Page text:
One of these may be the Public Land Renewable Energy Development Act, which unanimously passed out of the House Natural Resources Committee last week. The bill, which was introduced by Congressman Paul Gosar (R-Ariz.) and co-sponsored by 38 representatives from both sides of the aisle, would promote economic growth in the energy development sector while providing for conservation from a portion of the leasing revenues.
The bill would achieve a win-win scenario by thoughtfully balancing renewable energy development and habitat needs through a robust permitting system and creating a consistent stream of revenue to fund essential fish and wildlife management projects in proximity to renewable energy projects.
PLREDA would boost the incentive for local stakeholders to support renewable energy projects, because 25 percent of the leasing revenues would go back to counties and states. Another 25 percent of leasing revenues would be dedicated to a fish and wildlife conservation fund, the Renewable Resource Conservation Fund. These funds could help open up access to public lands, enhance clean water resources, and improve habitat for elk, wild trout, mule deer, sage grouse, and other important game species.
TRCP strongly supports this bipartisan bill, which illustrates a balanced, common-sense approach to energy development on public lands. At a time when lawmakers have many legislative priorities, it’s heartening to see investments in America’s infrastructure and economic health that also create new revenue streams for conservation.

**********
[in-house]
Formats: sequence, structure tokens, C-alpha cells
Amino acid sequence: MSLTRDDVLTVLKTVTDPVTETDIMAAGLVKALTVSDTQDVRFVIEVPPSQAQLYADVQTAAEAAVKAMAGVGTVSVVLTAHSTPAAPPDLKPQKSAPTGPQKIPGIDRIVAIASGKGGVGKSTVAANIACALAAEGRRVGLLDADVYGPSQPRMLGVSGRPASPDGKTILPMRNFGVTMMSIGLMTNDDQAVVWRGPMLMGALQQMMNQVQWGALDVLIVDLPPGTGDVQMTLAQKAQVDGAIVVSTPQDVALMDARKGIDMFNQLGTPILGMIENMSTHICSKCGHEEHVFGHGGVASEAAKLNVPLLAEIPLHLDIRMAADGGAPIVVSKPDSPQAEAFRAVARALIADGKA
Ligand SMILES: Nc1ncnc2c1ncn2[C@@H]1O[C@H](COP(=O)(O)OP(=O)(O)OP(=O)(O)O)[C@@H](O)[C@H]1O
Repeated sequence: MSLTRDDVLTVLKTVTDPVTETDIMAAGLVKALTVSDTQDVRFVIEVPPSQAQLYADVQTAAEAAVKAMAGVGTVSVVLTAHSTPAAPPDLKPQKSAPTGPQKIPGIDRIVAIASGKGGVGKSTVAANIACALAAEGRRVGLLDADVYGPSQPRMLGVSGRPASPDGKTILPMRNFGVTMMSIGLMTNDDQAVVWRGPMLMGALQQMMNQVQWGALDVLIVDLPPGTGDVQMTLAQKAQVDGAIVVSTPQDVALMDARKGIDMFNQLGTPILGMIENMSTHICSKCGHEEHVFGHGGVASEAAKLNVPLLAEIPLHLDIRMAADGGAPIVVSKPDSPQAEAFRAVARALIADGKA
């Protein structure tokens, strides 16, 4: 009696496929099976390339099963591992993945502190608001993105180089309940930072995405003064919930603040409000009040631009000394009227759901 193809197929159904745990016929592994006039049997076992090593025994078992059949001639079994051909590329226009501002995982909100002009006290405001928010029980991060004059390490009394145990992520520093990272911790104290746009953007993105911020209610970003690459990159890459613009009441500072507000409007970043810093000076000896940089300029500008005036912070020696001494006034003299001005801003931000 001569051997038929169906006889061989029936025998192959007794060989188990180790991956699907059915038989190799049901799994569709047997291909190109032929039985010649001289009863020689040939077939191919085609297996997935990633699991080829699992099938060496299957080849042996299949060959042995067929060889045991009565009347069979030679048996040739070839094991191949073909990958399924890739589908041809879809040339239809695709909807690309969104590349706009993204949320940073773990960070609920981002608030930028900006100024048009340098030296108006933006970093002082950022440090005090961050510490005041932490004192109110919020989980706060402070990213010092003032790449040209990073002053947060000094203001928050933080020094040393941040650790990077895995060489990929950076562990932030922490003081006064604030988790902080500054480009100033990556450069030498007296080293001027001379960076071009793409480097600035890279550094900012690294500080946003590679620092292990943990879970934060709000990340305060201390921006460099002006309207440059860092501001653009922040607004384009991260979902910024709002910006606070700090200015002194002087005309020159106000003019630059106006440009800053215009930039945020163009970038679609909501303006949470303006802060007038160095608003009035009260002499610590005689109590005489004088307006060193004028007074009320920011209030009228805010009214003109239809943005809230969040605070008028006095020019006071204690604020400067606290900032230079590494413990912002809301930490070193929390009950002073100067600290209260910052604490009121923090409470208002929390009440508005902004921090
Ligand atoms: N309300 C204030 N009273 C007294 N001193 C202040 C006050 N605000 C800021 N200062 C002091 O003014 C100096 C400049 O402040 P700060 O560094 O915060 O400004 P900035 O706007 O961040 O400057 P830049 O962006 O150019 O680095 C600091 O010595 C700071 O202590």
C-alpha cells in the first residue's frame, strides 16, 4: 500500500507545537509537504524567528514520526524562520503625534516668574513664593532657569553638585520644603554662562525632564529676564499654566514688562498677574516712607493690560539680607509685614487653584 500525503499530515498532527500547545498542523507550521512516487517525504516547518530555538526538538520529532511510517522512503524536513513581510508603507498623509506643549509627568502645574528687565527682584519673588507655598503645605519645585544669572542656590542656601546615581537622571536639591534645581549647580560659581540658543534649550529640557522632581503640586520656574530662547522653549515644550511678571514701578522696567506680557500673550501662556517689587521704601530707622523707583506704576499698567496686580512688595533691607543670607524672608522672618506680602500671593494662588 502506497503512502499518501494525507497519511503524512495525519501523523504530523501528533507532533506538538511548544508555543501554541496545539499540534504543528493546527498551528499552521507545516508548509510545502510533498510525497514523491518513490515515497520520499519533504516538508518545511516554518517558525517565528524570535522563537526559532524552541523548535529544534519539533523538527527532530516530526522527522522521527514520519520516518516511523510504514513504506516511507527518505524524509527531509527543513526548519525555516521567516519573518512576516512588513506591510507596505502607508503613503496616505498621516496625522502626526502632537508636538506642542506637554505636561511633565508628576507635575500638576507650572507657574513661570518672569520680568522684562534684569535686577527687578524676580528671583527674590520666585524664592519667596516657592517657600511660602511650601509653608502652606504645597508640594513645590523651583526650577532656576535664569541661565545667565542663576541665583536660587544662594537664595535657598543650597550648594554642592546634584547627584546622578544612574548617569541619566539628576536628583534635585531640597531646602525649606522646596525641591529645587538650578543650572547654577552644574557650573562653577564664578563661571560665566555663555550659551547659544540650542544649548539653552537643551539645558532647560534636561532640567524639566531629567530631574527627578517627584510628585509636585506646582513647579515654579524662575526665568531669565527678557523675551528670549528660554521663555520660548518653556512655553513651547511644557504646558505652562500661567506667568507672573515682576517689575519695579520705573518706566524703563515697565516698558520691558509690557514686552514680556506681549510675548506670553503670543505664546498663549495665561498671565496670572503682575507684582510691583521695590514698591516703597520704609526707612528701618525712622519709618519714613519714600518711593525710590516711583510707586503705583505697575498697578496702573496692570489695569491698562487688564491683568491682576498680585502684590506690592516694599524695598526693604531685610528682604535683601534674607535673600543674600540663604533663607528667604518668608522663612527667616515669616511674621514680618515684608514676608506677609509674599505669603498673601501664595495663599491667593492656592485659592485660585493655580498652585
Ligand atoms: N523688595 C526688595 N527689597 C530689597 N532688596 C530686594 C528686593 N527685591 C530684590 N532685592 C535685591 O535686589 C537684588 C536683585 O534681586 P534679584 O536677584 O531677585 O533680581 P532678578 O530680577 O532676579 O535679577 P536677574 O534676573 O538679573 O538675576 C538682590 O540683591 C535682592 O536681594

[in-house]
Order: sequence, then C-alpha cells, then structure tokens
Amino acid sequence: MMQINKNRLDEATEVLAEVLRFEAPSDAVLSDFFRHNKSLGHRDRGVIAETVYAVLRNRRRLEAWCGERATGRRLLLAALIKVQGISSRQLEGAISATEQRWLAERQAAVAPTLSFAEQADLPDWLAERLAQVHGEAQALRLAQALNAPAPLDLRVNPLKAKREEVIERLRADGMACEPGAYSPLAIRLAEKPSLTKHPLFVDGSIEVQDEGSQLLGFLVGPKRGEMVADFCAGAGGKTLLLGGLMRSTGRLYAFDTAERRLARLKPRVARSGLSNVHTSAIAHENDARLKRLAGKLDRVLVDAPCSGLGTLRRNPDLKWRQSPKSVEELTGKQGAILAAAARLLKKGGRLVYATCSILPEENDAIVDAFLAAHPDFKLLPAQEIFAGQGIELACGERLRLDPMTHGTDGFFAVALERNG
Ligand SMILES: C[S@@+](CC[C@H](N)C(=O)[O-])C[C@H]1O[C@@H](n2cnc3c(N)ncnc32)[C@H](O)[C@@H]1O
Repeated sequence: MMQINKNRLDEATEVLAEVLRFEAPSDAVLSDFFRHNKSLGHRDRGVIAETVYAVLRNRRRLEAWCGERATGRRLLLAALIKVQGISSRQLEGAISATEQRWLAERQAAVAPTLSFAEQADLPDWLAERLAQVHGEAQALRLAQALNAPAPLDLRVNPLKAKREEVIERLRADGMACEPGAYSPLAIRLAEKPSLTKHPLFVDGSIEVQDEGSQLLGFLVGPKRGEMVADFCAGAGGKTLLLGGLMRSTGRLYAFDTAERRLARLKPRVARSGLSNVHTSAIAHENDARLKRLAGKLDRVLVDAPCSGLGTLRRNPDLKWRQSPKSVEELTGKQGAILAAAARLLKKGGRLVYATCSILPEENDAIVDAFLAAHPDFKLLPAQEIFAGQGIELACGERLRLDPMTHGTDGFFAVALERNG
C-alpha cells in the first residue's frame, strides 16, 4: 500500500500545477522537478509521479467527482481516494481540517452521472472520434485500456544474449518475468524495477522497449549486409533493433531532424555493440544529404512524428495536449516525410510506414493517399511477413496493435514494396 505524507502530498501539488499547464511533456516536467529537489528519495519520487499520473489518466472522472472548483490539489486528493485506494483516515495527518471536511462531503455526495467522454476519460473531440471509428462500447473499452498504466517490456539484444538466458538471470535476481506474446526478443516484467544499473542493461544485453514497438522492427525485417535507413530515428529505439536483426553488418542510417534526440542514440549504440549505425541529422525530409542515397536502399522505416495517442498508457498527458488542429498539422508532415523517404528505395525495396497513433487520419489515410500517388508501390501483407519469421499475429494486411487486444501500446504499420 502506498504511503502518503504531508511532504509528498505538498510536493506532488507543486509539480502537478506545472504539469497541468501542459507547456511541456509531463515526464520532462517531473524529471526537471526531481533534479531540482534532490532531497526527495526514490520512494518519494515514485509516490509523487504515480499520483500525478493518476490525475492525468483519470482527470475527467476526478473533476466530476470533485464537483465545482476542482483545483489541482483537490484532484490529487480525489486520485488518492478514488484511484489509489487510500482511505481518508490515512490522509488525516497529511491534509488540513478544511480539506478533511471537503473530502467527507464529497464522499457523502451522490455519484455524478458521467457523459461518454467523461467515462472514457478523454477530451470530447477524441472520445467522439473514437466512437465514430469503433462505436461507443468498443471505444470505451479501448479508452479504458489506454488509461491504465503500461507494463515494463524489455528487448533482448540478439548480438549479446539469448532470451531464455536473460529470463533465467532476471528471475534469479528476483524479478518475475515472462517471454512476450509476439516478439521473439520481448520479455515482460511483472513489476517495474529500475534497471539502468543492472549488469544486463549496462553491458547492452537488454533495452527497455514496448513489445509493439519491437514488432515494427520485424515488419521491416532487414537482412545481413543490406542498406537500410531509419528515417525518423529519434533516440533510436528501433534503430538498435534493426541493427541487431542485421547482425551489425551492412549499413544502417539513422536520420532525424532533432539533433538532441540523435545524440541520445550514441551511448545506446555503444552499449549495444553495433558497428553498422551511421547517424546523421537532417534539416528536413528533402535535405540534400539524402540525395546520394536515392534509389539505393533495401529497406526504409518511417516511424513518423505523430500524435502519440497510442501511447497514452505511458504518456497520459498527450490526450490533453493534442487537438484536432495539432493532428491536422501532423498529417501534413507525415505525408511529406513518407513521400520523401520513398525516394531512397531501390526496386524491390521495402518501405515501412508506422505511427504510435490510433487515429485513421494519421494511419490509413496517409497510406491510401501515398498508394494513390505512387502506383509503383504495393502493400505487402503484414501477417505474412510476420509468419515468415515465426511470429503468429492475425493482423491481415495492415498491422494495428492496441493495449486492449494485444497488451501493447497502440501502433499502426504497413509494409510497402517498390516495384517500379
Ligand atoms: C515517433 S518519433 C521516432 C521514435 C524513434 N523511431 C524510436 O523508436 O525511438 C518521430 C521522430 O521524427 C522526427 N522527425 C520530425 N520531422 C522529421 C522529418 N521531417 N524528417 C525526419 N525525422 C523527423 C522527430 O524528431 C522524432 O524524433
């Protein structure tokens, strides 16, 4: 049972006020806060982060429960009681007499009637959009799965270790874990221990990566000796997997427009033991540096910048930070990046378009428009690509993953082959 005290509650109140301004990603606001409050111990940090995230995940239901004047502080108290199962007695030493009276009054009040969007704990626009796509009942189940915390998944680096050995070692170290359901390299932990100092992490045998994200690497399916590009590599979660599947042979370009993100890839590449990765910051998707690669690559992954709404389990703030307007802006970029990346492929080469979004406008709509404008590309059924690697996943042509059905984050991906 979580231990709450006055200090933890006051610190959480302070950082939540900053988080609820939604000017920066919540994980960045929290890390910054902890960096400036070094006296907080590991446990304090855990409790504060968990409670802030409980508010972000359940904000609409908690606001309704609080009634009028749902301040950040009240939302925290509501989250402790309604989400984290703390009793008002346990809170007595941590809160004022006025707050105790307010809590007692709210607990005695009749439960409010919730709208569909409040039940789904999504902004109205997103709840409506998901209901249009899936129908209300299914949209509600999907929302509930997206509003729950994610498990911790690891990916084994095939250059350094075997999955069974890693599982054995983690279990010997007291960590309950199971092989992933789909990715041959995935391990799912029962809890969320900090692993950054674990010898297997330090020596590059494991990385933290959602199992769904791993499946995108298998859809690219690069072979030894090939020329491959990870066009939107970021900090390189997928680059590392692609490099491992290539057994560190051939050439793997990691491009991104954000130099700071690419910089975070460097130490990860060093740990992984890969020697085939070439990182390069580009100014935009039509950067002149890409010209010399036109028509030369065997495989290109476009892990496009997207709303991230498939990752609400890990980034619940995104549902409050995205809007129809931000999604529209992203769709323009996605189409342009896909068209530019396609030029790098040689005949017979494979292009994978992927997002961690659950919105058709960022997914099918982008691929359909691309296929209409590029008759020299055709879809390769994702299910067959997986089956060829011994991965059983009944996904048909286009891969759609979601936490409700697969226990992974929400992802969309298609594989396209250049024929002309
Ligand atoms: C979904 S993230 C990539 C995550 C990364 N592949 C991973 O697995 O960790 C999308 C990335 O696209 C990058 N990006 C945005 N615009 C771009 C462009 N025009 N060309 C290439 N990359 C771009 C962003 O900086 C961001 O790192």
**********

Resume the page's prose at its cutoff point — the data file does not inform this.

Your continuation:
Want to hear the latest on PLREDA and other legislation that could affect the places where you hunt and fish? Become a TRCP member (it’s free) and we’ll keep you informed.
Top photo by BLM/Flickr.
Theodore Roosevelt’s experiences hunting and fishing certainly fueled his passion for conservation, but it seems that a passion for coffee may have powered his mornings. In fact, Roosevelt’s son once said that his father’s coffee cup was “more in the nature of a bathtub.” TRCP has partnered with Afuera Coffee Co. to bring together his two loves: a strong morning brew and a dedication to conservation. With your purchase, you’ll not only enjoy waking up to the rich aroma of this bolder roast—you’ll be supporting the important work of preserving hunting and fishing opportunities for all.Learn More